COLUMBIA — Throngs of adoring fans saturated downtown Columbia at Ninth Street and Broadway on Wednesday, waiting to see and hear Willie Nelson.
Willie Nelson & Family, the epic country and rock music group, kicked off Summerfest, a series of outdoor concerts hosted by The Blue Note and held on Ninth Street.
The arrival of 76-year-old Nelson was anticipated among Columbia residents, yet also attracted fans from a distance. Students Chris Morgan and Elliot Hendry traveled about three hours from Springfield to see Nelson.
“Through my co-workers, I found out that Willie Nelson was going to be playing at Summerfest in Columbia,” Morgan said. “On a whim, Elliot and I bought our tickets and decided to drive down to see it. We could have stood outside the show, but being inside the venue and actually seeing the concert is a lot cooler than standing on the sidewalk.”
Hendry also predicted that the concert would be a personal success for Nelson because of the musician’s long-standing career.
“This concert will be a hit because he still has the drive to play an entire show,” Hendry said. “Not many stars just give up their career; I think that as long as Willie Nelson is living, he will play his music.”
While many paying fans filed into lines that stretched down each side of Walnut Street, Nelson’s other admirers had different plans to experience the star’s performance without actually paying $32 for a ticket.
Columbia resident Ben Nagel sat at a table outside of the restaurant Tellers to enjoy a view of the concert stage from behind. Nagel had been reading and enjoying the weather at Tellers since 2 p.m., and at 6 p.m. he remained, waiting to see Willie Nelson.
“The idea to bring Willie to Columbia is great, and it’s nice to have an outside concert, but I don’t know why you would pay for a ticket when you can stand outside to listen and watch,” Nagel said. “At this point, Willie is such an icon, having him perform in Columbia will foster the downtown area and attract such an eccentric crowd, not to mention a delicious cross-section of humanity.”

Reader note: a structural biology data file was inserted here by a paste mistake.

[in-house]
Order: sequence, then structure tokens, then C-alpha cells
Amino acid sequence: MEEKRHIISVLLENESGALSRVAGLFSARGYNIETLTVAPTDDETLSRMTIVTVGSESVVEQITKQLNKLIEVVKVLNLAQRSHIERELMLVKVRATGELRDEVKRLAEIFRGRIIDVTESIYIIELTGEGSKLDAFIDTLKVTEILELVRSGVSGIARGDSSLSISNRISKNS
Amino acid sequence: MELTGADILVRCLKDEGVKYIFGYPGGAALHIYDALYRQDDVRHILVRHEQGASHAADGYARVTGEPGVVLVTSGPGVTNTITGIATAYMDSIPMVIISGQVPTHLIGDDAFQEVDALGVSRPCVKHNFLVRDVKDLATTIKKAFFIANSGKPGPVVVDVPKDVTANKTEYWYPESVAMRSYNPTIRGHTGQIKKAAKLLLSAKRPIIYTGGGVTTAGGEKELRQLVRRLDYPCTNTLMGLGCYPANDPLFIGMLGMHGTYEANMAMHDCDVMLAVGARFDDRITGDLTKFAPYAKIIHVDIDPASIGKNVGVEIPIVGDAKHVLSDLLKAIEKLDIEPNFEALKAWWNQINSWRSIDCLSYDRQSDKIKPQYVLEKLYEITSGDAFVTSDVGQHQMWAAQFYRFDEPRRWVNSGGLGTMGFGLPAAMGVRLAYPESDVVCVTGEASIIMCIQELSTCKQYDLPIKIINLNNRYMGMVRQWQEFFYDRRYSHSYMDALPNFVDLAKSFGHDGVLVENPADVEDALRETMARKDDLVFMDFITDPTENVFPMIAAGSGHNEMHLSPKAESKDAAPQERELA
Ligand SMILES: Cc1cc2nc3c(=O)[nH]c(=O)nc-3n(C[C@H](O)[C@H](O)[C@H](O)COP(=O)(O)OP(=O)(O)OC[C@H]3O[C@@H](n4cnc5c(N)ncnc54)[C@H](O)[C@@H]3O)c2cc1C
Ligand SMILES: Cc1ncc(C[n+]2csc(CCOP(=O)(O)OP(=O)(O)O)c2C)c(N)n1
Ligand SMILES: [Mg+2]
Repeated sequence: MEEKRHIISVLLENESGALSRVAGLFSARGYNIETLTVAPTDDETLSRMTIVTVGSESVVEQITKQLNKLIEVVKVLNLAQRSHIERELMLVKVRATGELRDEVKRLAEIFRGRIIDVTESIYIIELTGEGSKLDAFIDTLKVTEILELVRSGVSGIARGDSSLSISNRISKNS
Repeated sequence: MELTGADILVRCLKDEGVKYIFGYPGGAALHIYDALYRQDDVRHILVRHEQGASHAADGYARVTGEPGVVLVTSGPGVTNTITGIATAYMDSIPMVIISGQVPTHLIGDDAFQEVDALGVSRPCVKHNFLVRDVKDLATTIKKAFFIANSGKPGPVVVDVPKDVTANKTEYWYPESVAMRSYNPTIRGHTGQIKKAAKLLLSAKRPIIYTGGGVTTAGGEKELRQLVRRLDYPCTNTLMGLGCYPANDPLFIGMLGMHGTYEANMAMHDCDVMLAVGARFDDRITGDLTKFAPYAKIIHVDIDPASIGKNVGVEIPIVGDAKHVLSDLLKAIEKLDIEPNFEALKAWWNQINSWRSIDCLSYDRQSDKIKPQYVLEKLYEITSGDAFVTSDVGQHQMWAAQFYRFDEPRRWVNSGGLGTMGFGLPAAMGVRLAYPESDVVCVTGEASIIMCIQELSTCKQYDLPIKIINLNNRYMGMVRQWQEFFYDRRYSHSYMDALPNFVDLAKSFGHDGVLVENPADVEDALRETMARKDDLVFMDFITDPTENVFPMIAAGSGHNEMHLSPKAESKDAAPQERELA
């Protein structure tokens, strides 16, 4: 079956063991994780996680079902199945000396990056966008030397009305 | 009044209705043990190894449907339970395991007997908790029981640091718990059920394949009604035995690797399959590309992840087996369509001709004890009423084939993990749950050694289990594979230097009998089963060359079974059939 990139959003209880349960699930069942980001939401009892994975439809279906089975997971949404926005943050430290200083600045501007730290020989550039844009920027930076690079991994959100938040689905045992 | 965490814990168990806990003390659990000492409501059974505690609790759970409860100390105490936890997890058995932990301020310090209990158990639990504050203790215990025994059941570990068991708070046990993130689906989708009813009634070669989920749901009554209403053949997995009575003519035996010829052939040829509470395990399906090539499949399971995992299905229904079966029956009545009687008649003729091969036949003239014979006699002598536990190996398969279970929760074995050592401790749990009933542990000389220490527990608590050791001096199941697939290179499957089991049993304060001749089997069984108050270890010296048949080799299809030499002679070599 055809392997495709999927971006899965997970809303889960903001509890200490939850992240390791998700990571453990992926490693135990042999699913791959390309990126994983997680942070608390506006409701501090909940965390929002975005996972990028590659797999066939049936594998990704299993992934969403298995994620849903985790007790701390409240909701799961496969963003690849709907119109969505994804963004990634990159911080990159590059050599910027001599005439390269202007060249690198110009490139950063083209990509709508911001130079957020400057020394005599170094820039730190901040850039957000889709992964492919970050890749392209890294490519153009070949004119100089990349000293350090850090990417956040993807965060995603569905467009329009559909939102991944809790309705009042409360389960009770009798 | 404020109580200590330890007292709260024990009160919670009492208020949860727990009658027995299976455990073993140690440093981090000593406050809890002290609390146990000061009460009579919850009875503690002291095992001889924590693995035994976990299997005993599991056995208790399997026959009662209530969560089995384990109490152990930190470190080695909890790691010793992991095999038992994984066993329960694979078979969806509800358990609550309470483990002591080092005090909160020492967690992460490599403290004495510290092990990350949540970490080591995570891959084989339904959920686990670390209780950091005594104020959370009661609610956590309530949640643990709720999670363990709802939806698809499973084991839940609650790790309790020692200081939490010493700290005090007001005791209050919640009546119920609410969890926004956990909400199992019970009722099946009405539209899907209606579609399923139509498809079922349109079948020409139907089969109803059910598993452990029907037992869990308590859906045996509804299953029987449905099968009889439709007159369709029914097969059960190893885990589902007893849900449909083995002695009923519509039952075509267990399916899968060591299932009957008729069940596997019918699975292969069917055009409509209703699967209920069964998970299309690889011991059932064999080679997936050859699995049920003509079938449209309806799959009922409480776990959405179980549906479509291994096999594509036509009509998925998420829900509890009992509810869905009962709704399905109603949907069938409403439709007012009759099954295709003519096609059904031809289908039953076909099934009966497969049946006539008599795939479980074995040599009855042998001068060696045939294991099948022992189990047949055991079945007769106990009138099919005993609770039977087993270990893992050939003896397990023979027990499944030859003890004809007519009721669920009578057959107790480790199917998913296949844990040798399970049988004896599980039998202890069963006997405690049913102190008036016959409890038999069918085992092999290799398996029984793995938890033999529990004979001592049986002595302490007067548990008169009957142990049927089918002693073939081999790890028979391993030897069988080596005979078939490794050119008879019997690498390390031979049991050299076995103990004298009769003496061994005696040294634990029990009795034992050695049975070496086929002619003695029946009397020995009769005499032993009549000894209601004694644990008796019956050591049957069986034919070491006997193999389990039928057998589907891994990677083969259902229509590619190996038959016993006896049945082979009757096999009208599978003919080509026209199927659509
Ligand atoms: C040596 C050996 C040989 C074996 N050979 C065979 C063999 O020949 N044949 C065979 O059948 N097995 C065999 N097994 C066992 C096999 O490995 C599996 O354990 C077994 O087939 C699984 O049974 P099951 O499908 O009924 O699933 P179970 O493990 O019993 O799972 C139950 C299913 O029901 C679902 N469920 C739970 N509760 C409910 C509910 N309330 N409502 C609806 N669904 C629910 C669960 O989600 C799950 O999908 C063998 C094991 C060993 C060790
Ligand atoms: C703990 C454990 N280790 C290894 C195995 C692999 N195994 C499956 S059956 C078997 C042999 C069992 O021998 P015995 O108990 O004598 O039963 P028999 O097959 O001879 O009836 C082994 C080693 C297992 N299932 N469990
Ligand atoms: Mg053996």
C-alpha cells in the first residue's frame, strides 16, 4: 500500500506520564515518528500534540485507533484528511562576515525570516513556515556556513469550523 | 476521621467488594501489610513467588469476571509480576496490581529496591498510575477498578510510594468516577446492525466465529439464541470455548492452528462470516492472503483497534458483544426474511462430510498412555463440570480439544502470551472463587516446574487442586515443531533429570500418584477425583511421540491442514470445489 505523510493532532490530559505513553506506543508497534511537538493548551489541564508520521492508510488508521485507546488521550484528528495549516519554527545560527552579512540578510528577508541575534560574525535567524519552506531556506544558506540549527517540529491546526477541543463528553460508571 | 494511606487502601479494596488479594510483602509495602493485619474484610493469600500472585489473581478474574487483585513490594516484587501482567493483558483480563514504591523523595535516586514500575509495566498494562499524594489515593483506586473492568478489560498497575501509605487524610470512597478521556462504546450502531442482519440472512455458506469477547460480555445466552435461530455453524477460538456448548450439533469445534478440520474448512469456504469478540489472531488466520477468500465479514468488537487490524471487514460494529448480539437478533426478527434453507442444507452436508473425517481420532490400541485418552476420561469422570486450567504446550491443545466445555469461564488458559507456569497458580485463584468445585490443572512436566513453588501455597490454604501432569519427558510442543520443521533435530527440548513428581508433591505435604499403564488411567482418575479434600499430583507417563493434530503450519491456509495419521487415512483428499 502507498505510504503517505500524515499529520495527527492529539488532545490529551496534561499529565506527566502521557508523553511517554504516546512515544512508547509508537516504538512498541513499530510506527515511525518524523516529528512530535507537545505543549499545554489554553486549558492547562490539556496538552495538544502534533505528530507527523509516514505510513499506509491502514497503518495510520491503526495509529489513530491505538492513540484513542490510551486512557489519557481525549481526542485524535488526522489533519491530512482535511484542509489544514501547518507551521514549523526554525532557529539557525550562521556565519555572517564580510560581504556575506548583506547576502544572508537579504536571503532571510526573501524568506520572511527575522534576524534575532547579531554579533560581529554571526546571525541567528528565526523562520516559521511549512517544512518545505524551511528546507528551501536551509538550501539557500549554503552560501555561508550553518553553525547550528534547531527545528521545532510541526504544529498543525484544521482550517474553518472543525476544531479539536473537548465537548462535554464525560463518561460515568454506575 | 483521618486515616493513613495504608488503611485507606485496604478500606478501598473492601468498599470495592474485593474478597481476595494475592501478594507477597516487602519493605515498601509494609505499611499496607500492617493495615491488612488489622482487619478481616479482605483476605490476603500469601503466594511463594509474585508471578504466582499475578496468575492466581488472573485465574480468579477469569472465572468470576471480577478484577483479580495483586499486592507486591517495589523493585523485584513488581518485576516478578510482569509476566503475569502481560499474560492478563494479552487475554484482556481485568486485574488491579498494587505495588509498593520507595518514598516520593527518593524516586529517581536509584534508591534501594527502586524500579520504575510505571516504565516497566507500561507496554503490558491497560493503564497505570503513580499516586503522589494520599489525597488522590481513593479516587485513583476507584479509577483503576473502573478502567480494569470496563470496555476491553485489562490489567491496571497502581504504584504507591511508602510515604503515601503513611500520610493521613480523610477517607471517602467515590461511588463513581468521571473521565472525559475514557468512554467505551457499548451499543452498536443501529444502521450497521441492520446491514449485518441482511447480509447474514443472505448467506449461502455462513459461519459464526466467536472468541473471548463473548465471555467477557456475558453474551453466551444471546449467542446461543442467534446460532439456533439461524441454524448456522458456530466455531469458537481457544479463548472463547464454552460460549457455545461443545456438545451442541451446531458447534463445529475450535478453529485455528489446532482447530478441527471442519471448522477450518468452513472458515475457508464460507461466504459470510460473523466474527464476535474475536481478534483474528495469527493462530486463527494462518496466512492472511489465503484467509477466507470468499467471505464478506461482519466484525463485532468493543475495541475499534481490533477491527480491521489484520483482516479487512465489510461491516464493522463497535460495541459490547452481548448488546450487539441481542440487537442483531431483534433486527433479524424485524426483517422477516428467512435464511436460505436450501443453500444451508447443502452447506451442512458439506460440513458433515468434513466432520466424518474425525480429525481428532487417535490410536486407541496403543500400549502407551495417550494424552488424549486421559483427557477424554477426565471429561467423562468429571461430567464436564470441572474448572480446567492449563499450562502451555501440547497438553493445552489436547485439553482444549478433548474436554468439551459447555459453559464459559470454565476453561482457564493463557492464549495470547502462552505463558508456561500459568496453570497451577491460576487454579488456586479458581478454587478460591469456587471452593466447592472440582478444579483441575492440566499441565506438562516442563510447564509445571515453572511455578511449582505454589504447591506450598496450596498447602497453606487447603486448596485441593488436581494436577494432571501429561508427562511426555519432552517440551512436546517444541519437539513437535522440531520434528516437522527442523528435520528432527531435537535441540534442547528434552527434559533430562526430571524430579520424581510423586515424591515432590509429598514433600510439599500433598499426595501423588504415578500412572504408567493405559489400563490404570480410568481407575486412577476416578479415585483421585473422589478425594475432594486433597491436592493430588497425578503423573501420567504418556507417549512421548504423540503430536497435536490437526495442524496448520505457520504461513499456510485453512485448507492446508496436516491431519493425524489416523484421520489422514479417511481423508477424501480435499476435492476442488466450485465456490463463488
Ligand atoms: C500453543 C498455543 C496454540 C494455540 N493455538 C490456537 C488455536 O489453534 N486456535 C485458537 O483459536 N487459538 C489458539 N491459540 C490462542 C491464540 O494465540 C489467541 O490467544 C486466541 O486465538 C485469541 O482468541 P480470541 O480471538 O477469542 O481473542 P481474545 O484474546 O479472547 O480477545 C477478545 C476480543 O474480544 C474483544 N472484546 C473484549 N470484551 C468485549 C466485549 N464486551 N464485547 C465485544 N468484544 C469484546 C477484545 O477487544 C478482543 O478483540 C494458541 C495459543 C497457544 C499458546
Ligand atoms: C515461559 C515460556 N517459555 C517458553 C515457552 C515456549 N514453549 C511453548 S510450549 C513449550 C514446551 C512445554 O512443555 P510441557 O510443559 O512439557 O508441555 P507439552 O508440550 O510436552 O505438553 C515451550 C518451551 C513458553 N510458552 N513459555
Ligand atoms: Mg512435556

Nagel thinks that Nelson has become so popular because of the name he has made for himself.
“Willie Nelson has been writing and performing songs since the 1960s,” Nagel said. “He is a folklore hero, and you even see him in random movies once in awhile. He is a household name who has carried his career consistently.”
Other fans agree with Nagel. Although she might not have purchased a ticket, MU student Lexy Martin was determined to hear the star sing and had high hopes for Nelson, clearing her evening events in order to come to the concert.
“I wanted to see Willie Nelson because this is the music that, as a child, you grow up listening to in the backseat of your parents’ car,” Martin said. “He was one of the first artists I was exposed to, and now he’s a legend; it would be a shame to miss this concert at such a great venue. Age is only a state of mind and as long as Willie is still rocking, then he should continue to rock out.”
Summerfest was only one of Nelson’s stops for his tour “On the Road Again,” and he will continue traveling until late October, performing more than 50 concerts across the United States.
The Blue Note has scheduled three more concerts for its Summerfest series, the next of which will be a performance by Ben Folds on May 27.